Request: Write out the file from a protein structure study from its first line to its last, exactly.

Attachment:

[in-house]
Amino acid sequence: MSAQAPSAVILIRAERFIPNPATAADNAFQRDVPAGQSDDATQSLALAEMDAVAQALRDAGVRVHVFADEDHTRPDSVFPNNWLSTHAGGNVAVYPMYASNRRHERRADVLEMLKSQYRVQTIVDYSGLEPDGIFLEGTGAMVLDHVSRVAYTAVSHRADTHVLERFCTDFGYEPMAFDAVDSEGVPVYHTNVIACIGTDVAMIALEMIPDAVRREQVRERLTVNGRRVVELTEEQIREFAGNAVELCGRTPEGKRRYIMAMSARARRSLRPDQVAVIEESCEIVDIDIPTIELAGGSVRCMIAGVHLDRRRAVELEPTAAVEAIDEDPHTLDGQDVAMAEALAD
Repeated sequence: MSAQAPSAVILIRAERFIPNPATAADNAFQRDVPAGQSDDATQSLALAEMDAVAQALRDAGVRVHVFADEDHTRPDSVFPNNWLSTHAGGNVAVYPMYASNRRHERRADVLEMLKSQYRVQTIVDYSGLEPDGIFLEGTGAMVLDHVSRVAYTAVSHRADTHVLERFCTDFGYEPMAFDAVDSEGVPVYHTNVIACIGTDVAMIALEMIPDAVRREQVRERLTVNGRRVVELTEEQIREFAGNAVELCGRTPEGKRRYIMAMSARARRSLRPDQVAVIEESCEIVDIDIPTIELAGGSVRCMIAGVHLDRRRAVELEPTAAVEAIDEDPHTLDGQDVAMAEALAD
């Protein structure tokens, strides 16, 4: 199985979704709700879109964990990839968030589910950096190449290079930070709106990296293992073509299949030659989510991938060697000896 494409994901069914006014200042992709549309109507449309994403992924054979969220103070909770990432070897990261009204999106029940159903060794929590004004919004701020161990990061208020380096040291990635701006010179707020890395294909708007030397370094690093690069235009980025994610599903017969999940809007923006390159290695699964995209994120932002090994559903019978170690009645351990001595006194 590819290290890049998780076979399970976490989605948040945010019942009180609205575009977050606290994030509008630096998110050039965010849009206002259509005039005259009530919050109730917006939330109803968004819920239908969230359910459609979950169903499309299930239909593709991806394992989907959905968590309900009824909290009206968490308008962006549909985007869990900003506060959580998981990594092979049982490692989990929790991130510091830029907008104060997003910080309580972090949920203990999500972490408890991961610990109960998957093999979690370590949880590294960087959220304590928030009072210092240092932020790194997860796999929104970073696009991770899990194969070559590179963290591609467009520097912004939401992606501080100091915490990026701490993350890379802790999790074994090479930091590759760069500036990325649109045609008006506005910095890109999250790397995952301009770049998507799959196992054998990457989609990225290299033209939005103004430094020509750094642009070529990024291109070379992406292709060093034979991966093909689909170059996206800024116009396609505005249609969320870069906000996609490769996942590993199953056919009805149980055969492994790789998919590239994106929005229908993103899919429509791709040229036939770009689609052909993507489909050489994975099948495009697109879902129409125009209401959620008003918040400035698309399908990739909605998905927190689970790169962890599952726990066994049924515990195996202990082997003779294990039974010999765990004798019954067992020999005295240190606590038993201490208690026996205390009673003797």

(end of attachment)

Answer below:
[in-house]
Amino acid sequence: MSAQAPSAVILIRAERFIPNPATAADNAFQRDVPAGQSDDATQSLALAEMDAVAQALRDAGVRVHVFADEDHTRPDSVFPNNWLSTHAGGNVAVYPMYASNRRHERRADVLEMLKSQYRVQTIVDYSGLEPDGIFLEGTGAMVLDHVSRVAYTAVSHRADTHVLERFCTDFGYEPMAFDAVDSEGVPVYHTNVIACIGTDVAMIALEMIPDAVRREQVRERLTVNGRRVVELTEEQIREFAGNAVELCGRTPEGKRRYIMAMSARARRSLRPDQVAVIEESCEIVDIDIPTIELAGGSVRCMIAGVHLDRRRAVELEPTAAVEAIDEDPHTLDGQDVAMAEALAD
Repeated sequence: MSAQAPSAVILIRAERFIPNPATAADNAFQRDVPAGQSDDATQSLALAEMDAVAQALRDAGVRVHVFADEDHTRPDSVFPNNWLSTHAGGNVAVYPMYASNRRHERRADVLEMLKSQYRVQTIVDYSGLEPDGIFLEGTGAMVLDHVSRVAYTAVSHRADTHVLERFCTDFGYEPMAFDAVDSEGVPVYHTNVIACIGTDVAMIALEMIPDAVRREQVRERLTVNGRRVVELTEEQIREFAGNAVELCGRTPEGKRRYIMAMSARARRSLRPDQVAVIEESCEIVDIDIPTIELAGGSVRCMIAGVHLDRRRAVELEPTAAVEAIDEDPHTLDGQDVAMAEALAD
């Protein structure tokens, strides 16, 4: 199985979704709700879109964990990839968030589910950096190449290079930070709106990296293992073509299949030659989510991938060697000896 494409994901069914006014200042992709549309109507449309994403992924054979969220103070909770990432070897990261009204999106029940159903060794929590004004919004701020161990990061208020380096040291990635701006010179707020890395294909708007030397370094690093690069235009980025994610599903017969999940809007923006390159290695699964995209994120932002090994559903019978170690009645351990001595006194 590819290290890049998780076979399970976490989605948040945010019942009180609205575009977050606290994030509008630096998110050039965010849009206002259509005039005259009530919050109730917006939330109803968004819920239908969230359910459609979950169903499309299930239909593709991806394992989907959905968590309900009824909290009206968490308008962006549909985007869990900003506060959580998981990594092979049982490692989990929790991130510091830029907008104060997003910080309580972090949920203990999500972490408890991961610990109960998957093999979690370590949880590294960087959220304590928030009072210092240092932020790194997860796999929104970073696009991770899990194969070559590179963290591609467009520097912004939401992606501080100091915490990026701490993350890379802790999790074994090479930091590759760069500036990325649109045609008006506005910095890109999250790397995952301009770049998507799959196992054998990457989609990225290299033209939005103004430094020509750094642009070529990024291109070379992406292709060093034979991966093909689909170059996206800024116009396609505005249609969320870069906000996609490769996942590993199953056919009805149980055969492994790789998919590239994106929005229908993103899919429509791709040229036939770009689609052909993507489909050489994975099948495009697109879902129409125009209401959620008003918040400035698309399908990739909605998905927190689970790169962890599952726990066994049924515990195996202990082997003779294990039974010999765990004798019954067992020999005295240190606590038993201490208690026996205390009673003797």